The latter was something Lee had disccussed back in Izegem, where Taylor Phinney had explained his attitude to education:

"It [college] is the same thing as having a serious girlfriend [ - way too much work]. You can't focus on one thing or another ... I can always go back to school ... There's always books."

Miller on the other hand was, when Lee met her, majoring in math and chemistry and already thinking of a PhD or med scool. In part that difference in attitudes is down to the differences in career progression available in the two pelotons. As well as riding for Peanut Butter Miller was riding well, for peanuts. Phinney on the other hand was being fêted as the next big thing in American cycling.

Miller's team-mate, Shelley Olds, helps Lee identify another problen facing both sexes:

"It sort of becomes a crash-and-burn or success-and-thrive phenomenon. And because we are such a big country with so much talent to be identified, there is little concern for the ones that crash and burn. The contrast is in the smaller European countries, where there is not an abundance of talent or riders to choose from. The federation must first identify talent and interest in women, and then develop it from a young age. So you see women racing from a very young age, and you see the progression year after year."

That brief mention by Olds of how things work in other countires is one of the few criticicisms I would level at The Belgian Hammer. Generally, the book is solid reportage, the sort of work Sam Abt would approve of (it comes as no surprise to learn that Lee is friends with Peter Nye, author of the seminal Hearts of Lions). But Lee could have done with broadening his horizons and considered what is happening in other nations, how others handle the task of forging their young into hardened pros.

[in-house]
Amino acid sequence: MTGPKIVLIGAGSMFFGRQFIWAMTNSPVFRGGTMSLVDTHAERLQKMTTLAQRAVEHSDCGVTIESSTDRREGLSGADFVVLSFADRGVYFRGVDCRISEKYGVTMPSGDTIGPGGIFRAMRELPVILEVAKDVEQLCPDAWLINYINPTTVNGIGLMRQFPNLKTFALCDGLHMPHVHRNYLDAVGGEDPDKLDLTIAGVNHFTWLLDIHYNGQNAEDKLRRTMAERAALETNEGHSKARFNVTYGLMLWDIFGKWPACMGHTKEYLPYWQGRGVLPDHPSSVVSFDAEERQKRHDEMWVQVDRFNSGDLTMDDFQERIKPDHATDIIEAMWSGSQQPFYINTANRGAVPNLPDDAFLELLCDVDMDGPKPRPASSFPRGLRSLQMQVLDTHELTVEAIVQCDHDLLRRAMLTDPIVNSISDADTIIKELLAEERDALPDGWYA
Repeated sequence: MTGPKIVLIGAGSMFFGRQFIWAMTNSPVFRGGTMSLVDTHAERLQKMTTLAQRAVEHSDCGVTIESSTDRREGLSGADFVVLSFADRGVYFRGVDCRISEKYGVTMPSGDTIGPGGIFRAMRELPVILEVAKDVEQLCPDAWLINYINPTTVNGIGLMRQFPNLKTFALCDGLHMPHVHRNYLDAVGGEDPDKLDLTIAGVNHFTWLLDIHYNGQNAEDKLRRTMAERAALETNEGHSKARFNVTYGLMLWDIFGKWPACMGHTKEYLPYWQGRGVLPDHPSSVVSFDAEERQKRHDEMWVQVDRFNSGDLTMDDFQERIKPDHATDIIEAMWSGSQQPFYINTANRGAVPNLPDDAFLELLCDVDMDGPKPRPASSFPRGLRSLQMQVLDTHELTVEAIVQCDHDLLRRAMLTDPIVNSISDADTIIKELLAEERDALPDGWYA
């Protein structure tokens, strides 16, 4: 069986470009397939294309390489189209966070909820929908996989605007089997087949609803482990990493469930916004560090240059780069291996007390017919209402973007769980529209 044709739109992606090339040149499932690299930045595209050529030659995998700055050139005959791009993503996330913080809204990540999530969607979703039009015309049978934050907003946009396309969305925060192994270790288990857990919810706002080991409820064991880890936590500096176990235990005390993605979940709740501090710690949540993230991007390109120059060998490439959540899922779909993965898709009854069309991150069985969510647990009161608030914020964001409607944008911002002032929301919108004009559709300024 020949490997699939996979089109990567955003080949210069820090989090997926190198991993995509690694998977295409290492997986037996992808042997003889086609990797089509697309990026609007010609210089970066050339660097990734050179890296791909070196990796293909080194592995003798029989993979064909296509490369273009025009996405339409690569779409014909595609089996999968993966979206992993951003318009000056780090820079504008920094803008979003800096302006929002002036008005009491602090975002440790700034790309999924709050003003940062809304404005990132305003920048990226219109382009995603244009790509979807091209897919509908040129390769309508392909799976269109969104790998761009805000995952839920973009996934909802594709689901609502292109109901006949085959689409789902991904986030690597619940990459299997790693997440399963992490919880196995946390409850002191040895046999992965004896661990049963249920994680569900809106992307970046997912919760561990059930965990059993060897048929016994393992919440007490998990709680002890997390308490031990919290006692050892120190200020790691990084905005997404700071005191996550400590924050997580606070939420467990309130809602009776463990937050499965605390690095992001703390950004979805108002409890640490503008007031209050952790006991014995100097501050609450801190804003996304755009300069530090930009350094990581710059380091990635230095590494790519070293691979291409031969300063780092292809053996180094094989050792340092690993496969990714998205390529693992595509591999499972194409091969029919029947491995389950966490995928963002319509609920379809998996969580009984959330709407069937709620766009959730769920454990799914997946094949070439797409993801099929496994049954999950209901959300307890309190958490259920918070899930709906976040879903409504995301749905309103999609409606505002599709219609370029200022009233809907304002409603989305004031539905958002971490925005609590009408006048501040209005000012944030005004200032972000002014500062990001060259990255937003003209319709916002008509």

That aside, The Belgian Hammer offers a take on cycling many other cycling writers eschew. Lee isn''t just bigging up the next generation of American riders, he's also looking at all the ways things can go wrong. Within a few months of interviewing her in Philly, Sinead Miller had picked up her third concussion in a year and was off the bike. Having experienced, even briefly, Belgan racing for himself, Lee brings somethng to the story that many other authors miss, an eye for what it takes to succeed but also how easy it is to fail. As tales of twenty-first century cycling go, The Belgian Hammer is well worth looking out for.